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How to Conduct a Cognitive Walkthrough Workshop. Summary: Step-by-step directions for running a cognitive-walkthrough workshop with examples and templates included. By Kim Salazar. Kim Salazar. On 2022-04-10 April 10, 2022. Topics: Cognitive Walkthroughs Cognitive Walkthroughs.
Please share this article: The Cognitive Walkthrough is a technique that is similar to heuristic evaluations, expert reviews, and pure evaluations in that it is focused on the user experience, but unlike those methods, it relies solely on the expertise of a small group of users to evaluate the interface.
A cognitive walkthrough is conducted in a group, usually performed in a workshop setting, where the facilitator walks the user through a task and evaluates the user’s performance.
Watch Complete Video Walkthrough Here
The entire Walkthrough Guide is available as a video
Key Roles -Another Perspective Walkthrough
Key Roles. Facilitator: The facilitator is usually the organizer of a group session. This person is responsible for ensuring that participants are ready for the session and ensures that the discussion is in line with the purpose and rules of the meeting. Hence, the session runs as smoothly as possible.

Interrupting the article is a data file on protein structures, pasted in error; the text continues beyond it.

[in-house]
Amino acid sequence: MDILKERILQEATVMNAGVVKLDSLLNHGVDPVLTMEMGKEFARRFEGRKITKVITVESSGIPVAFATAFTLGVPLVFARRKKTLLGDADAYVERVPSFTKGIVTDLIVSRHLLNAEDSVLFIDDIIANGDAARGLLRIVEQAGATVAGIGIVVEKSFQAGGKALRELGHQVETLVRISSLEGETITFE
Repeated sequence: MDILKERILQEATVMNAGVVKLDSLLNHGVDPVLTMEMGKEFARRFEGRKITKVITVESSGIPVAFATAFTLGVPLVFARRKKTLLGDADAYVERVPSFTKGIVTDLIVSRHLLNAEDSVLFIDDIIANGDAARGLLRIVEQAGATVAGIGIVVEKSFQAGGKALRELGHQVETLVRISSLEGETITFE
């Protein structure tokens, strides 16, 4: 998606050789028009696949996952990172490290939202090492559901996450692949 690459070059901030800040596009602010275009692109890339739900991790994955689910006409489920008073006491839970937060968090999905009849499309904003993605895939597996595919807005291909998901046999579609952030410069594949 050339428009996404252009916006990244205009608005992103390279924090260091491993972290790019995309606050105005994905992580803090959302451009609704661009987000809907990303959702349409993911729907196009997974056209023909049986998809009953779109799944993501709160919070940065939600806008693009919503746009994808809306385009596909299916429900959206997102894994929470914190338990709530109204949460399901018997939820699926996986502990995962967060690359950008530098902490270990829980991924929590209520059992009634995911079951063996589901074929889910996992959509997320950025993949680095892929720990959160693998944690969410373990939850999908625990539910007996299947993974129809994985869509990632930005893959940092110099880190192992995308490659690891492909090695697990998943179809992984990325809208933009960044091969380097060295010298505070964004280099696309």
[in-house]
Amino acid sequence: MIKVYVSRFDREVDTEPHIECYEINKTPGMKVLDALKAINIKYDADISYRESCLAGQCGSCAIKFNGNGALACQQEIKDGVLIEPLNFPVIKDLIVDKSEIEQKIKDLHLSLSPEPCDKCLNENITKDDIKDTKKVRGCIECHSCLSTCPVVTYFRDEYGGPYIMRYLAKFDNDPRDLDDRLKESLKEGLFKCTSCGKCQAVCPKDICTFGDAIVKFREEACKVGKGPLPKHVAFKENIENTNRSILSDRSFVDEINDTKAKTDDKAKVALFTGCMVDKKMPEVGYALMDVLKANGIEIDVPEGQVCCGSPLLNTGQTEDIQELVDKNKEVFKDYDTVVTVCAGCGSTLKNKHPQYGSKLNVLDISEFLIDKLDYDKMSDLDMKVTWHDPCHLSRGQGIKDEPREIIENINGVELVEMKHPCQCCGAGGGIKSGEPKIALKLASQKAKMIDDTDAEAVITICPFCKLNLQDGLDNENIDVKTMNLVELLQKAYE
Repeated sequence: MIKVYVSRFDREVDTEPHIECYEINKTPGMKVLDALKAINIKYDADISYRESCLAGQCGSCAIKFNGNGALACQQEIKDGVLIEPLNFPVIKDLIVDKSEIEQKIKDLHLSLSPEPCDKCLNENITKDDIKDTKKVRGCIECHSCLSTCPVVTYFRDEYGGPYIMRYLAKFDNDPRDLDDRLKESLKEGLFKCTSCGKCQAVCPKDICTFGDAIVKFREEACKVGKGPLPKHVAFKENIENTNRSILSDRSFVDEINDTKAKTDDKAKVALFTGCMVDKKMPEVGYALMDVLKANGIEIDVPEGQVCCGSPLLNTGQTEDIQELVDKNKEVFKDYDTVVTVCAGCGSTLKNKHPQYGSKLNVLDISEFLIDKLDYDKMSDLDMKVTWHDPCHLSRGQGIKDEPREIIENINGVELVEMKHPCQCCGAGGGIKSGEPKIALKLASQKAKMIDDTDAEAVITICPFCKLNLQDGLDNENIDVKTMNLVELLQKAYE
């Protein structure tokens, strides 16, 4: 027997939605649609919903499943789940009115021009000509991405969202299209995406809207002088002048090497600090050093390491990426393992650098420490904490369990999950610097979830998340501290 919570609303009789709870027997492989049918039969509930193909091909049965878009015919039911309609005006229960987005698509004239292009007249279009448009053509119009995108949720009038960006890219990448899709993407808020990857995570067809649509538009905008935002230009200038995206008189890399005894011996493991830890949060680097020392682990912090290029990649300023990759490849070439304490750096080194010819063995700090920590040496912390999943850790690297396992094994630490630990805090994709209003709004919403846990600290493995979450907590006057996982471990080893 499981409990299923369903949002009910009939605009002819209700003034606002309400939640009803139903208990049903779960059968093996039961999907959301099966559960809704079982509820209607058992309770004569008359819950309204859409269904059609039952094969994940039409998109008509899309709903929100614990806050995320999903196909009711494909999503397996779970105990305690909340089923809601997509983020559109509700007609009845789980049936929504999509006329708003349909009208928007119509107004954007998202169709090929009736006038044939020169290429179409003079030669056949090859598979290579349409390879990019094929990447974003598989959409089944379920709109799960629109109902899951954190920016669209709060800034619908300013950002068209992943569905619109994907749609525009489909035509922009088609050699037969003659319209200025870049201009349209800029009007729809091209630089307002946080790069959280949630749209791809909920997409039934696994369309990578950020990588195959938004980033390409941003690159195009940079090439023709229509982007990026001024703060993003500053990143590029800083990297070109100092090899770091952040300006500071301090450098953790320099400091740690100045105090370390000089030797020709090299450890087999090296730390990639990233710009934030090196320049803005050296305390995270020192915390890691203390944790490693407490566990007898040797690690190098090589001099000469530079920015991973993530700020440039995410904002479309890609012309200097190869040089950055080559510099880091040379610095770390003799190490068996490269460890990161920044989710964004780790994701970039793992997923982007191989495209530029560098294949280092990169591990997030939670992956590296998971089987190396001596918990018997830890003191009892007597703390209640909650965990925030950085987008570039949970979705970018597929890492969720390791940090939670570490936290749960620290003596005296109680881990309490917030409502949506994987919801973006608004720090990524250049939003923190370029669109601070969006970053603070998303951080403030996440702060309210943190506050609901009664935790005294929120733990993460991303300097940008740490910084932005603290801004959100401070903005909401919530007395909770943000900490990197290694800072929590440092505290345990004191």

Presenter: The presenter’s role is to create a physical representation of the information they present. To do this effectively, the presenter must have the skill to present the product information that is not intimidating to users.
An evaluator is a participant who takes notes on the cognitive walkthroughs.
In the following video, the facilitator follows along and provides a cognitive walkthrough of the interface, demonstrating how the participant used the application. The evaluator then follows along and provides feedback on the interface’s usability.
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Determine Success or Failure for Each Action
This is an exercise designed to help you ensure that you’ve determined whether users are likely to succeed at each step of the user path. Evaluators should ask themselves 4 key questions (Analysis Criteria) to help them determine whether users will be successful.
Will users notice that the correct action is available? Will users associate the correct action with the result they’re trying to achieve? After the action is performed, will users see that progress is made toward the goal? To streamline the recording process during the walkthrough, it is helpful to utilize a recording tool or template for each predefined step in the action sequence of the task.
Here’s a printable template we recommend for manually recording the group’s decisions. This template is included for download at the end of the article. The recorder fills in the overarching task and the specific step.
For each of the four analysis questions, the recorder marks the appropriate answer — yes or no. For each question, the group should be able to explain why this is the correct answer. If the answer is yes, there are some common reasons for success for each question.